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### Surface Area of Earth (a Sphere)

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Date: 8/30/96 at 13:18:48
From: Melanie
Subject: Surface Area of Earth (a Sphere)

Dear Dr. Math,

Could you tell me the formula for determining the surface area of a
sphere?  I need to find the surface area of the earth based on its
radius and I can't seem to find this formula in my physics text.

Thank you,
From a very grateful engineering student,
Melanie
```

```
Date: 8/30/96 at 15:37:15
From: Doctor Alain
Subject: Re: Surface Area of Earth (a Sphere)

The surface area of a sphere is given by A = 4 * Pi * R^2.

This will give a good answer for most purposes, but Earth is not a
sphere. Earth is a little flat at the poles (the distance from the
center to a pole is shorter than the distance from center to anywhere
on the equator) and is a little rough.

The fact that it is flat at the poles doesn't change much its surface
area, but its roughness does. If you take a flat square field 100
meters on its side, its area is about 10 000 m^2 (not exactly because
of the curvature of the surface, but very close) now if there is a 100
meters high pyramid shaped hill on a square lot, 100 meters on its
side, the surface area of the hill is much more than 10 000 m^2, it is
about 22360 m^2, so if all the surface of the Earth was covered with
such hills the surface area of Earth would be more than twice what is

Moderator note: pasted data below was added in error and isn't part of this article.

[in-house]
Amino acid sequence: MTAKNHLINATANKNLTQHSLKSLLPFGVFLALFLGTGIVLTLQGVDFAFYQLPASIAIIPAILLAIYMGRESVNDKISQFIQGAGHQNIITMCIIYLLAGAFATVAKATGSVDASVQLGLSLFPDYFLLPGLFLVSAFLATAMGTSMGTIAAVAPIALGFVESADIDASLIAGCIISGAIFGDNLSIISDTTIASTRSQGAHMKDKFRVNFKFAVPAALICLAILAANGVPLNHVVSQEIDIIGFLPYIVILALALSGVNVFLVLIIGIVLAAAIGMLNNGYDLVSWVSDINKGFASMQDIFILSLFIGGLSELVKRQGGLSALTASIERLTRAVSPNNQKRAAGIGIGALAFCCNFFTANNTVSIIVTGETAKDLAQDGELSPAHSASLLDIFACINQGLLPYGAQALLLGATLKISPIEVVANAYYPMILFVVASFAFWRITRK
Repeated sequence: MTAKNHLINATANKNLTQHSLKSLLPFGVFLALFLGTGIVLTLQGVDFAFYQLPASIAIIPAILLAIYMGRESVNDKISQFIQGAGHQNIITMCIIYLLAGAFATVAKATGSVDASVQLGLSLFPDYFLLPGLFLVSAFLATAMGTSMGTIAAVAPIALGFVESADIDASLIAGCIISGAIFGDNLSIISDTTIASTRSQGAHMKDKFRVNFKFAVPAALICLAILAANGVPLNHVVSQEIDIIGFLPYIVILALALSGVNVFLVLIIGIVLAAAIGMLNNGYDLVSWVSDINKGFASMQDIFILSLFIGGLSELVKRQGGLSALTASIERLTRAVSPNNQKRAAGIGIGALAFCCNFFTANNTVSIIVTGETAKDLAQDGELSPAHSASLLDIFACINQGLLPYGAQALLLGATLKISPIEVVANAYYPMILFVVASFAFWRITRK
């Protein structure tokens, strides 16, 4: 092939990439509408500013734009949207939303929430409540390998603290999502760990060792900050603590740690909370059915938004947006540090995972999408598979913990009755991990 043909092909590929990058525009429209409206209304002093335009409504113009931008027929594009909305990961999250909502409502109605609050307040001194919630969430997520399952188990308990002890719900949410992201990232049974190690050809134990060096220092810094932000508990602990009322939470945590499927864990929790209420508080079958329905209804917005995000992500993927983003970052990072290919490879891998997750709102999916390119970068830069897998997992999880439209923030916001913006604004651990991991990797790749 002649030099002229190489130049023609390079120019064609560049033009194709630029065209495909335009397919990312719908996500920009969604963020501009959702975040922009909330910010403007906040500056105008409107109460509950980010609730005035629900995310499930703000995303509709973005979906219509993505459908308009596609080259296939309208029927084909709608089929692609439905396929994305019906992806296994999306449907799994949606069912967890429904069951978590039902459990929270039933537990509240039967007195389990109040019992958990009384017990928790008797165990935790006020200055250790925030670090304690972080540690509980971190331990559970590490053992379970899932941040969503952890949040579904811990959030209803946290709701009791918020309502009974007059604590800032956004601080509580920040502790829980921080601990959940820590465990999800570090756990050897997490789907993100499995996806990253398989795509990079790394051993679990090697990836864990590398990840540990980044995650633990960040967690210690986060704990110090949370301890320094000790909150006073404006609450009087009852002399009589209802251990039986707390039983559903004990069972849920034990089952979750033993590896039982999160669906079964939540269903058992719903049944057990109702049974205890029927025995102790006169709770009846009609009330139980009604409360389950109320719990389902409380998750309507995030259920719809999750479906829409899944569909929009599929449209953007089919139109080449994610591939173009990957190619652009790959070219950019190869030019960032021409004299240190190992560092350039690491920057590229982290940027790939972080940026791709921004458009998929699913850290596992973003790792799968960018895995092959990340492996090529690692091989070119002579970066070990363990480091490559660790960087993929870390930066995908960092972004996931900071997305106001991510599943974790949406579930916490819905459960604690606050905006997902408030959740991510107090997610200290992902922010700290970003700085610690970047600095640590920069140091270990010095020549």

given by 4 * Pi * R^2. But in fact, even the 100 m high hill should
have a surface area much greater than 22360 m^2 because hills are
themselves rough. So depending on the scale at which you choose view
the surface, the area will change. The smaller the scale the bigger
the total area.

You can always increase the total area by considering ever smaller
pits and humps, all the way until the surface has no more meaning (if
you look at the surface at a scale smaller than the distance between
atoms, Earth is no longer a single object, and measuring the surface
of subatomic particles can lead to meaningless things). But if you
look at Earth from space, you will see that it is quite smooth, so you
can compute its surface area with A = 4 * Pi * R^2 and forget about
the extra area given by mountains, hills and humps.

-Doctor Alain,  The Math Forum
Check out our web site!  http://mathforum.org/dr.math/
```

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Date: 8/30/96 at 16:55:17
From: Doctor Jerry
Subject: Re: Surface Area of Earth (a Sphere)

The surface area of a sphere of radius a is 4*pi*a^2.

One way of remembering this: the area of a circle of radius a is
pi a^2.  If you differentiate this with respect to a, you get 2*pi*a,
which is, gasp,  the circumference of a circle of radius a.  The
volume of a sphere of radius a is 4*pi*a^3/3.  If you differentiate
this with respect to a you get, yes, the surface area of a sphere.

-Doctor Jerry,  The Math Forum
Check out our web site!  http://mathforum.org/dr.math/
```
Associated Topics:
High School Geometry
High School Higher-Dimensional Geometry

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